I did a bit of research and according to The Guardian in 2011: “You’re being watched: there’s one CCTV camera for every 32 people in the UK. Research shows 1.85m machines across Britain, most of them indoors and privately operated.” Scary canary. Or is it? I guess there’s the argument that if you’re not doing anything ‘wrong’ (cripes that covers a multitude of sins) then why worry if you’re being filmed? Don’t be fooled into thinking there’s more privacy in New Zealand: “Surveillance cameras are now so powerful that they were able to zoom in on individual spectators at the Rugby World Cup and read their text messages. Details of police monitoring used for the first time during the tournament were discussed at a privacy forum in Wellington yesterday, at which it was revealed that the average person is digitally recorded about a dozen times a day – and even more if they use email and social media frequently.”

Still, I did once take a wrong exit at a roundabout in Auckland, found myself heading onto the motorway and was able to reverse and get back on the roundabout without being filmed by anyone. Now that wouldn’t have happened on the M25!

Apparently you can buy loyalty

As someone who works in  a sector where knowledge is certainly power, I might also just mention loyalty cards. Everyone loves them (even grumpy Uncle Matthew), and what is a loyalty card? A chance to know every detail about you, from name, age, and address to what cream you buy to treat your haemorrhoids. Wikipedia reckon there were 15 million active Tesco Clubcard cardholders in the UK market during 2009/10. It’s no coincidence that Clubcard members get incentives to purchase their favourite products via coupons in the post. The data the retailers have on you is phenomenal. Then there are the banks, credit card companies and insurance people who all share information about you. Not to mention the swipe and go Oyster cards for use across London transport, where all your journeys can be traced. Oh and  let’s not forget the mobile phone, which means we can be tracked, traced, eavesdropped and even have our text messages read.  From where I’m sitting (typing on a computer and sharing my thoughts about life via a blog site) we all like to share when it rewards us, gives us pleasure or makes our lives easier, and yet all hell breaks loose when lovely Kate Middleton gets photographed with her norks out on holiday.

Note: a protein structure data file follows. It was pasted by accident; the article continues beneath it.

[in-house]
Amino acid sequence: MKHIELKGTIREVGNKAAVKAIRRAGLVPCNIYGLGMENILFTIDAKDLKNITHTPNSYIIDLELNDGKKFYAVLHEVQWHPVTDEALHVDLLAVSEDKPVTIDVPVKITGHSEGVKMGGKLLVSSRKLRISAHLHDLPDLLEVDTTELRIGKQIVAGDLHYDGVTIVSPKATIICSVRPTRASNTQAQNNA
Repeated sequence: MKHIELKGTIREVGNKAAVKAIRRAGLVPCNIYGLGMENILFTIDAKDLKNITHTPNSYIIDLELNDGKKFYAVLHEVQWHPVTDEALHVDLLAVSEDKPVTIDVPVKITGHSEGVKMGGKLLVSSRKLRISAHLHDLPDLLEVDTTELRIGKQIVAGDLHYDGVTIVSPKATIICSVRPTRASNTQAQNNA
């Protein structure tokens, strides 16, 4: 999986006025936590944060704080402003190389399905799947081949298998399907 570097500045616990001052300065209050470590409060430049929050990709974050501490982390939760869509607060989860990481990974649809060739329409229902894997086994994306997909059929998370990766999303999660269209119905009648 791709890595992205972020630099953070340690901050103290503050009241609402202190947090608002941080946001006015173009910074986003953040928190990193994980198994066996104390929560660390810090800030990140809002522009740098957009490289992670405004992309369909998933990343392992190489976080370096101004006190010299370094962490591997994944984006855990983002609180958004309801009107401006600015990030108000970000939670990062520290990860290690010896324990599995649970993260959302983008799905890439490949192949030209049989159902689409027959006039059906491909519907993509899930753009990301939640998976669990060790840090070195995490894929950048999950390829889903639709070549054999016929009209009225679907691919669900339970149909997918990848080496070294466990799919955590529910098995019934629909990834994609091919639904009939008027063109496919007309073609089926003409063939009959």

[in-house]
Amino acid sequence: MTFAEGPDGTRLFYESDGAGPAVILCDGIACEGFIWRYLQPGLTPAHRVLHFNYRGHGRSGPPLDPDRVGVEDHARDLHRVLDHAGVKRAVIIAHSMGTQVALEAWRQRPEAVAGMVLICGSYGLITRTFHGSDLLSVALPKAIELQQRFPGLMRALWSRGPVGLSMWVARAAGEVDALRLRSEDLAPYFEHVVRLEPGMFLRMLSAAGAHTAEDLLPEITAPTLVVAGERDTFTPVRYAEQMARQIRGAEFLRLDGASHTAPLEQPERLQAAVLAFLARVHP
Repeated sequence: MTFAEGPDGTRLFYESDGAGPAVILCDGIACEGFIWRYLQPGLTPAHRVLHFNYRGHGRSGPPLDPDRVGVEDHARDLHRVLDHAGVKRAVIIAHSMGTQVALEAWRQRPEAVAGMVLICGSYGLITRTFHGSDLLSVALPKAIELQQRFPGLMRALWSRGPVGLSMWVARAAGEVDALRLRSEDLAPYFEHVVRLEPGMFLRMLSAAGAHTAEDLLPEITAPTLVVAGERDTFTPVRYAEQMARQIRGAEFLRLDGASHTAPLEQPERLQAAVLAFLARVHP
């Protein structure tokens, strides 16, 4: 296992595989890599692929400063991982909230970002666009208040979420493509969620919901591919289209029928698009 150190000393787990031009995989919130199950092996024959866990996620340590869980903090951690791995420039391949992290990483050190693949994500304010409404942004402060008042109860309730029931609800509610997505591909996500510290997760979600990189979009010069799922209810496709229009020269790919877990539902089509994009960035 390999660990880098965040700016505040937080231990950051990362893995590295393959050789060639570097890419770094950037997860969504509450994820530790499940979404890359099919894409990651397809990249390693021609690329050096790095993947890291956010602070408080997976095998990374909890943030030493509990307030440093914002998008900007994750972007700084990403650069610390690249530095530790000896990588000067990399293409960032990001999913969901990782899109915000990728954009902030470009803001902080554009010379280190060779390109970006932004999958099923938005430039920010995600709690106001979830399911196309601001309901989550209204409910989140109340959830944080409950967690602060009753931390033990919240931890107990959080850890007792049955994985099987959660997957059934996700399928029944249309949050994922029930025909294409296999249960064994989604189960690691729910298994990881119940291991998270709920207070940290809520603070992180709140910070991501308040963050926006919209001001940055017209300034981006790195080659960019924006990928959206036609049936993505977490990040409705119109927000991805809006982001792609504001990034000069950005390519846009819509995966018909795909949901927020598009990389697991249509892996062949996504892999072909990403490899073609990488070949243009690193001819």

One night in Paris

People of the universe, or at least the three people that read this post: there is no such thing as privacy, even what you get up to in your own bedroom can easily find its way to an external audience – just ask Katie Price or Paris Hilton. Is it right? I really don’t know. But what I will say is that the kids of today live their lives for all to see, and I can’t imagine that changing in a hurry. Intelligence agencies have always done things they’re not allowed to do (both from legal and moral perspectives) and things we probably wouldn’t agree with, but transparency in these realms is debatable when it comes to dealing with suicide bombers and extremists intent on destruction.

If you really want things to stay on the down low, join MI6, but for God’s sake don’t kill yourself accidentally hanging from a chandelier with an orange up your bum or you can guarantee your big hairy arse will be front page news!